12. imhereareyou macrumors regular

    imhereareyou

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    https://en.wikipedia.org/wiki/List_of_foreign_aid_recipients

    Ummm it would save us billllllions...
    Belarus for example hates us but we send $107 million bucks to them...why should we if 69% of the country doesnt like us???
    Lebanon we give $626 million!! They dont like us either... Boom. Instant savings with just 2 places

    Not to mention pakistan where we give like 2 billion!!
     
  13. vrDrew, May 5, 2016
    Last edited: May 5, 2016

    vrDrew macrumors 65816

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    Its a highly complex issue. One not easily addressed with slogans; bumperstickers; and cheaply-printed trucker hats. There are a number of issues at stake here. Some of which are perhaps slightly easier to address than others through Government action.

    Probably the easiest would be the instances of so-called Corporate Inversions. Where a corporation buys another,
    domiciled in a foreign nation with lower corporate taxes; and then promptly moves its headquarters to that nation to take advantage of lower Corporate taxes. Changes to IRS rules and a general reform of the US Corporate tax code would go a long way to putting an end to such practices. But changing the Tax code is something that can only be done by Congress, and with the cooperation of a President who not only understands the ramifications of such a step; but who has the political capital and personal will to get it done. President Obama, might I note, has repeatedly asked for reform of US Corporate tax law - but he has met with obstruction at pretty much every level.

    The issue of companies moving manufacturing jobs to lower-wage countries is one that has been taking place for well over a century now. The pace has only increased in recent decades. Its easy to blame this on international trade treaties, but the reality is much more complicated. In very brief terms it is simply immeasurably cheaper to ship manufactured goods across oceans than it used to be. It now costs less to ship a TV set or an iPad all the way from China to its port of entry in Los Angeles or Long Beach, than it costs for UPS to drop it off on your doorstep. Modern container ships can move a ton of freight well over a thousand nautical miles on on less than a gallon of diesel fuel.

    The other issue is that the relationship between manufacturing and labor is itself changing very rapidly. Automation, robotic welding, and a host of other technologies are enabling the mass production of goods using a fraction of the labor required in previous times. Most modern automobile plants now require as little as eight to ten labor hours to completely assemble, paint, test and ship a finished car. And every year that number declines as companies drive time and labor out of the process. We get better, cheaper, safer cars. But we also get less automobile manufacturing jobs.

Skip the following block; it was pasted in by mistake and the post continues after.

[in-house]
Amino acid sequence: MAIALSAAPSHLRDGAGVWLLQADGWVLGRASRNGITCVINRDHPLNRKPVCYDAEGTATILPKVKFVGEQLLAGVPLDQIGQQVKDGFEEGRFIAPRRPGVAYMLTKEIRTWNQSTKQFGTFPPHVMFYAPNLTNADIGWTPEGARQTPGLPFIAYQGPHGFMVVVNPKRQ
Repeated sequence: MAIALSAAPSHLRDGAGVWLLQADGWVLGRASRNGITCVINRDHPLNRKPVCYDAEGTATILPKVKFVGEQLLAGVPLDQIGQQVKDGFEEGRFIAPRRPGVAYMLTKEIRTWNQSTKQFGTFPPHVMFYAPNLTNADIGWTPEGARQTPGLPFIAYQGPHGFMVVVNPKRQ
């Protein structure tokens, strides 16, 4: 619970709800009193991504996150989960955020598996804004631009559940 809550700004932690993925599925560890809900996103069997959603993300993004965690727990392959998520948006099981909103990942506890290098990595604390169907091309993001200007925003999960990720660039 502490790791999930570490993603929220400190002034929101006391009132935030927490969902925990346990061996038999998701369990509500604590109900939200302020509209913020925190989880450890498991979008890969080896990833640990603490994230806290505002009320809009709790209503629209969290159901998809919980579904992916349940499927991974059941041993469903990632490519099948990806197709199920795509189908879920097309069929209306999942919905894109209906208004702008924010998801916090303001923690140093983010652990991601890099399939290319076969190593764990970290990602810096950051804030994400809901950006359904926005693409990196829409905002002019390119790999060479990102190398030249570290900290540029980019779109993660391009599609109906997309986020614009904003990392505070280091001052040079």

Building walls; breaking up banks; and starting trade wars with China and Mexico will not help alleviate the problem.

    What will? I think we need to accept the fact that we are living in a largely post-industrial economy. That the norm will no longer be huge factories, employing thousands of blue collar workers earning middle-class wages. That does not mean, however, that the average American is doomed to a live of poverty and vanished opportunity. There is work to be done in this country. Work that can only be done by people who live here.

    But we have to stop blaming other people for the challenges we face. We need to have honest, good faith discussion. And discussion that recognizes the importance of all the stakeholders in the conversation: voters, customers, corporations, employees. entrepreneurs, bankers, and - yes - Government itself.
     
  14. Raid macrumors 68020

    Raid

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    #14
    ... For clarification, how did it work for us Canadians?
     
  15. dogslobber macrumors 68020

    dogslobber

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    Chump change compared to the 99% of squandering elsewhere. E.g. why is the US Federal Government a student loans bank? Why are rich toffs able to deduct up a million bucks in mortgage interest for their McMansions? Cut off those two gravy trains and spend the money on Vet. hospitals and invest in the country's rail, road, and bridges infrastructure.
     
  16. imhereareyou macrumors regular

    imhereareyou

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    The gov makes about 66 billion off the student loans, we don't make anything off giving people money to arm themselves....
     
  17. rdowns macrumors Penryn

    rdowns

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    More chump change. You want to save money? Stop creating vets.